"There are more than just moderate Democrats or conservative Democrats – a majority of Democrats want it to end," said Sen. Joe Manchin, D-W.Va.
All of that weighed on lawmakers who milled around the Capitol, many in flannel shirts, sweater vests and other casual garb.
"If it doesn't happen tonight, it's going to get a lot harder tomorrow," said a windbreaker-and-baseball-cap clad Sen. Lindsey Graham, R-S.C., who has pressed for action on immigration legislation and met with the moderates' group Sunday.
No firm proposal emerged from the meeting, but senators discussed a broad outline that could unlock a deal: modify the temporary spending bill now under consideration in the Senate to expire on Feb. 8, and then find some way to guarantee that immigration legislation moves forward in the interim.
The White House has said it supports the plan for funding through Feb. 8 but has been wary of making concessions on immigration. While legislation protecting DACA recipients could probably move through the Senate with Democrats and a handful of Republicans supporting it, Trump has rejected proposals along those lines and House GOP leaders are under fierce pressure not to bring up any bill that a majority of Republicans would reject.
Speaking on ABC's "This Week," White House legislative affairs director Marc Short declined to provide assurances that the president would guarantee a vote on an immigration bill in exchange for a short-term spending deal. "We want to have the right resolution," he said.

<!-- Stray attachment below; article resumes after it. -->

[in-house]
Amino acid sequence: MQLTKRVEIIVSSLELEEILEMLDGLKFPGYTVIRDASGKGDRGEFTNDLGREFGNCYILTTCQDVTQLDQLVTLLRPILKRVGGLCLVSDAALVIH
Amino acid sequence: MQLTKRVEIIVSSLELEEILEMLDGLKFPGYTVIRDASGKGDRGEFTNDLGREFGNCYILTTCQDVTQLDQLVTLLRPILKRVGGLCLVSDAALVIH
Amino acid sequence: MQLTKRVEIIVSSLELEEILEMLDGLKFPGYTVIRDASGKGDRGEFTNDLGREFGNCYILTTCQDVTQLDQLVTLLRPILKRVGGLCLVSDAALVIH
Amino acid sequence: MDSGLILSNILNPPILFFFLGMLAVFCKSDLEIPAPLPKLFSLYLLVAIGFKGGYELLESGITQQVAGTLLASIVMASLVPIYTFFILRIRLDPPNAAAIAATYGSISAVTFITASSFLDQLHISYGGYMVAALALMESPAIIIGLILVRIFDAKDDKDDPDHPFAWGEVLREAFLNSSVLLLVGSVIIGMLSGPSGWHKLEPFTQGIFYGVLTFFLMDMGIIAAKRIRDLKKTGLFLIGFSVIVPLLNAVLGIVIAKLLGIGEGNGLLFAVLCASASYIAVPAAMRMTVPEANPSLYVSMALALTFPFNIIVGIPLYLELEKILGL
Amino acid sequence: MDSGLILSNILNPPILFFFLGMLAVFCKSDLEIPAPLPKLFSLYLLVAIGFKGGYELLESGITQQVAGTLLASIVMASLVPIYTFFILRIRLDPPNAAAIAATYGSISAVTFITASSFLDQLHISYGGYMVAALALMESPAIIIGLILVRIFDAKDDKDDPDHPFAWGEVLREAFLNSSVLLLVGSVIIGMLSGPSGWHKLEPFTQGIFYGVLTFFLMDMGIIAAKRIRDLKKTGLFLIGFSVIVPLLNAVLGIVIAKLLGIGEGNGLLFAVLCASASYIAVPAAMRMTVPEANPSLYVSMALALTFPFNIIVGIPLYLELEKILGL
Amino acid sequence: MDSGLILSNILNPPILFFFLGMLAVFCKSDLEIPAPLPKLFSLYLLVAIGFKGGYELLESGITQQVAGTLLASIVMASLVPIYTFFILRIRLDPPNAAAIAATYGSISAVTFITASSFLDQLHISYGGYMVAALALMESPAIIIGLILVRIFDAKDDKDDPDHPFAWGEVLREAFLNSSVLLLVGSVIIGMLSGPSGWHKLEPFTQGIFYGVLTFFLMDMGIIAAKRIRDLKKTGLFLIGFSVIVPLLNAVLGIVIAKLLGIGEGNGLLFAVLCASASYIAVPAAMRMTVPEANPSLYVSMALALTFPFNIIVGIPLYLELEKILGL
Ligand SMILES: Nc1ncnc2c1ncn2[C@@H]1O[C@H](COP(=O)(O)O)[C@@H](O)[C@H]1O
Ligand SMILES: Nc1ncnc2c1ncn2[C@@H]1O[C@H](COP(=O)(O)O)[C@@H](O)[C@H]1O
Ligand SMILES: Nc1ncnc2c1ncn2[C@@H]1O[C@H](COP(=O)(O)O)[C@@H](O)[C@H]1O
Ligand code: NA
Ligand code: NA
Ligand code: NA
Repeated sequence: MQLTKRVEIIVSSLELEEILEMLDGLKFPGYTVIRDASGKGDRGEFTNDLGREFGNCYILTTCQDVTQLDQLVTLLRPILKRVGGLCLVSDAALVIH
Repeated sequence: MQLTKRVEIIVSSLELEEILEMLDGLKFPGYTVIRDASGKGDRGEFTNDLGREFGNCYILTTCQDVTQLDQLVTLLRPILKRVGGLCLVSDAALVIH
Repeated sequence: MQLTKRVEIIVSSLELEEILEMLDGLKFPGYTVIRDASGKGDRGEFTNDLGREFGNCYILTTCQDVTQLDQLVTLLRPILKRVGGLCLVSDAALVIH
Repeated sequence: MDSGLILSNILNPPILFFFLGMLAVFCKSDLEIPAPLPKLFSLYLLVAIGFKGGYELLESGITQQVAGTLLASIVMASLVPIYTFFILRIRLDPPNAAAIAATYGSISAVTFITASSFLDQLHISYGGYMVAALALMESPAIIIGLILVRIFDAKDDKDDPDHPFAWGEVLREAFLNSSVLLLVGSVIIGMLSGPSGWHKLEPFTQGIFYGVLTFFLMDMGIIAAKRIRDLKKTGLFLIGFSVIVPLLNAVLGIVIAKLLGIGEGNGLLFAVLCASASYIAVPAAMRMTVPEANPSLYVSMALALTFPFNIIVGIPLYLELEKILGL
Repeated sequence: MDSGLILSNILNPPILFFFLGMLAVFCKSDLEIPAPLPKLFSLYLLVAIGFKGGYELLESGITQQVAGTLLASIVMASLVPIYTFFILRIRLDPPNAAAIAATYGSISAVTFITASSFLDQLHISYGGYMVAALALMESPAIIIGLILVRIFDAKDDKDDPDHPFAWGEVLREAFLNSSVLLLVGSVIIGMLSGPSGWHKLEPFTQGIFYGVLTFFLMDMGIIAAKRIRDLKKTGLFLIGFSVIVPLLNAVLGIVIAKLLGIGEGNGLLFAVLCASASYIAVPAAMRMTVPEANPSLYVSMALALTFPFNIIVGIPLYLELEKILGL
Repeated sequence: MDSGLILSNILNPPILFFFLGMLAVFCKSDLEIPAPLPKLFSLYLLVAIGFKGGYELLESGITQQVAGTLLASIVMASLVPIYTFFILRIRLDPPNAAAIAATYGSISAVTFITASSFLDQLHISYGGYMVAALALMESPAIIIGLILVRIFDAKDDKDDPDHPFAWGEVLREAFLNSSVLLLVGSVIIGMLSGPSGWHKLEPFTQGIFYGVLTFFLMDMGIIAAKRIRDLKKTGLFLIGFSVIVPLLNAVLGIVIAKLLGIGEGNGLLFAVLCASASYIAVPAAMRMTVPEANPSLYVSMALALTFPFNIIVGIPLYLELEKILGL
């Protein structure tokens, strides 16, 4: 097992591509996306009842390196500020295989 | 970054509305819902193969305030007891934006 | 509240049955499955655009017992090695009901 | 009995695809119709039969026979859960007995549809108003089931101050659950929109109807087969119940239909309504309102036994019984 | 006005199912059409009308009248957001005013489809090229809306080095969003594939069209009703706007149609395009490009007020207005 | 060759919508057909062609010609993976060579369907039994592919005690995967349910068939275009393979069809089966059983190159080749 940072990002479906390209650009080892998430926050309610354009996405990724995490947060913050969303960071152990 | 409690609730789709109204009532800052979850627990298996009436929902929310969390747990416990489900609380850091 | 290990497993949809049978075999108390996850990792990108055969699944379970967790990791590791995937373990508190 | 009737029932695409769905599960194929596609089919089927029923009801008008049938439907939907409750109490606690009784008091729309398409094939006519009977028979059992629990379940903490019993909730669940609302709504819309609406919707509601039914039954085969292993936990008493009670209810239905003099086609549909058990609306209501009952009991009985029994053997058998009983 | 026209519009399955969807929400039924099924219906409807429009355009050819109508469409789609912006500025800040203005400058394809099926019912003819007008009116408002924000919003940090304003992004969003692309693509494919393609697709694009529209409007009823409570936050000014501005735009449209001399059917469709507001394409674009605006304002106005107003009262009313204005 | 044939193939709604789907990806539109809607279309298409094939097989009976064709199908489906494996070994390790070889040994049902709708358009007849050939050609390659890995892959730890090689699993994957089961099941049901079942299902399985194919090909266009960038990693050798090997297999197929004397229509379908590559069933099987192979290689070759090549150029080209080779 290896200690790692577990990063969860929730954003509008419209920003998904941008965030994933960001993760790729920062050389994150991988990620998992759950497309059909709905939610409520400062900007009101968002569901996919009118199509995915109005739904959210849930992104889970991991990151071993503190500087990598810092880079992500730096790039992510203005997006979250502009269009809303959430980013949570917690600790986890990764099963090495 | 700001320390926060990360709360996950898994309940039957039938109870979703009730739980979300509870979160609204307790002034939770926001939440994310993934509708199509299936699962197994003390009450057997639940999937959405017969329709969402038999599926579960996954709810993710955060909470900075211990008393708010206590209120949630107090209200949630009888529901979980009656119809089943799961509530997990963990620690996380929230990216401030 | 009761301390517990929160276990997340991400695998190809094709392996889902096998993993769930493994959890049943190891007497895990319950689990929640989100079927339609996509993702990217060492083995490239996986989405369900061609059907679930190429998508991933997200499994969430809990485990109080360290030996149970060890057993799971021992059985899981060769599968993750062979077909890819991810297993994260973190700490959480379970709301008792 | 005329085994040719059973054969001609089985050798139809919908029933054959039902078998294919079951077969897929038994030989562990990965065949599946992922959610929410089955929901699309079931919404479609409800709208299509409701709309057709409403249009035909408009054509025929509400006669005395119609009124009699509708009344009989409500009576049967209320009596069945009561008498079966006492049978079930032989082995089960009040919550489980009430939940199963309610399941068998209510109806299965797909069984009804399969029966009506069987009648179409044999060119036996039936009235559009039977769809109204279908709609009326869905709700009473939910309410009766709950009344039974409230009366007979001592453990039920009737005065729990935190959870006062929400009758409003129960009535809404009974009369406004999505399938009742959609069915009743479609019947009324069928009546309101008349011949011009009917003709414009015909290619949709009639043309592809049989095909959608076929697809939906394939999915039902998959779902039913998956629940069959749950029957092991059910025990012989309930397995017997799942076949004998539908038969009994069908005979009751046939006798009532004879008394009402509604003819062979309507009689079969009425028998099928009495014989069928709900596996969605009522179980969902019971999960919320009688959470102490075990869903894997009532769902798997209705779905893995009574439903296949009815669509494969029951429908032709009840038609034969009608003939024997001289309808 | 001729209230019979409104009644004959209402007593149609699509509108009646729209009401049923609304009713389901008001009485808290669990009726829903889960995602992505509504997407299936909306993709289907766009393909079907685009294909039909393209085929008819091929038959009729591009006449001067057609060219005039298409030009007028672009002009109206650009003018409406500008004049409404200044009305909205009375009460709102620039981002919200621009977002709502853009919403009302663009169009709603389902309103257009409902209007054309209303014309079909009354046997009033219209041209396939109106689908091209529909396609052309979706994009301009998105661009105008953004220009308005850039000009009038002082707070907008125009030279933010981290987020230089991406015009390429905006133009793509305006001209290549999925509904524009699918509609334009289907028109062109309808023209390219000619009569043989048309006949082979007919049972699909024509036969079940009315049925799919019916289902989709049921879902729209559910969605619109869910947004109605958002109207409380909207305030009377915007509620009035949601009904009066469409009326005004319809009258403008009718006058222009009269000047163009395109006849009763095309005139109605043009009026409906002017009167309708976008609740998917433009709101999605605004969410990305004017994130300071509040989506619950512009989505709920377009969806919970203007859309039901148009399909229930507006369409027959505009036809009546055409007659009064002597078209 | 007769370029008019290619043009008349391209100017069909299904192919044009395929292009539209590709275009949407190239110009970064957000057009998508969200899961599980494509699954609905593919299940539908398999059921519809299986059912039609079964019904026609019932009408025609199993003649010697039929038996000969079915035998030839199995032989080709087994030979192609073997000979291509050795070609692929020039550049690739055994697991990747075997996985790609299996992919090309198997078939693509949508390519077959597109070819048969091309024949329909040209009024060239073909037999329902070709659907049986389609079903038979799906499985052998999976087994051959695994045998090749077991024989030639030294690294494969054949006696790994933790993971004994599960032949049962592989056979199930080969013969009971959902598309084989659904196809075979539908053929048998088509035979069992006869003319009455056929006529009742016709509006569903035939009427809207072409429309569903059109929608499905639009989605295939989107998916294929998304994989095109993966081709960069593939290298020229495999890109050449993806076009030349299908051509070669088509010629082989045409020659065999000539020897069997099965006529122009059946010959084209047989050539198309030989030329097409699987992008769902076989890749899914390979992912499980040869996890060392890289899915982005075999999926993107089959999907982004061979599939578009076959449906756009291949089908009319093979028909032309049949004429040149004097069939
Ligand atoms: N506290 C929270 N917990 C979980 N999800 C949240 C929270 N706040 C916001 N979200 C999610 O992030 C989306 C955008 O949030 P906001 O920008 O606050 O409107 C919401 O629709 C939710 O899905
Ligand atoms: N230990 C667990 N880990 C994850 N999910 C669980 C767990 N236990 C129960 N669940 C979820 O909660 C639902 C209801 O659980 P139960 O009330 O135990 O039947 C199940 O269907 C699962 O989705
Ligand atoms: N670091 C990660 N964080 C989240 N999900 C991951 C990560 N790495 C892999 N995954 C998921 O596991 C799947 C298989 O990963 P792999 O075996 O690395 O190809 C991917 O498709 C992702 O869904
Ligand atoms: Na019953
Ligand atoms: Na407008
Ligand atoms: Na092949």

Other Republicans also saw little advantage in making any concessions to advance legislation that would provide protections for "dreamers" – undocumented immigrants brought illegally to the United States as children, 690,000 of whom face potential deportation after Trump canceled the Deferred Action for Childhood Arrivals program.
In a brief closed-door meeting of House Republicans, House Majority Leader Kevin McCarthy, R-Calif., reassured lawmakers that there would be no negotiations on the issue as long as the government remained shuttered, affirming the White House position.
Cornyn told reporters that the deadline for action to address DACA remained March 5, when the last of the program's participants will see their protected status expire.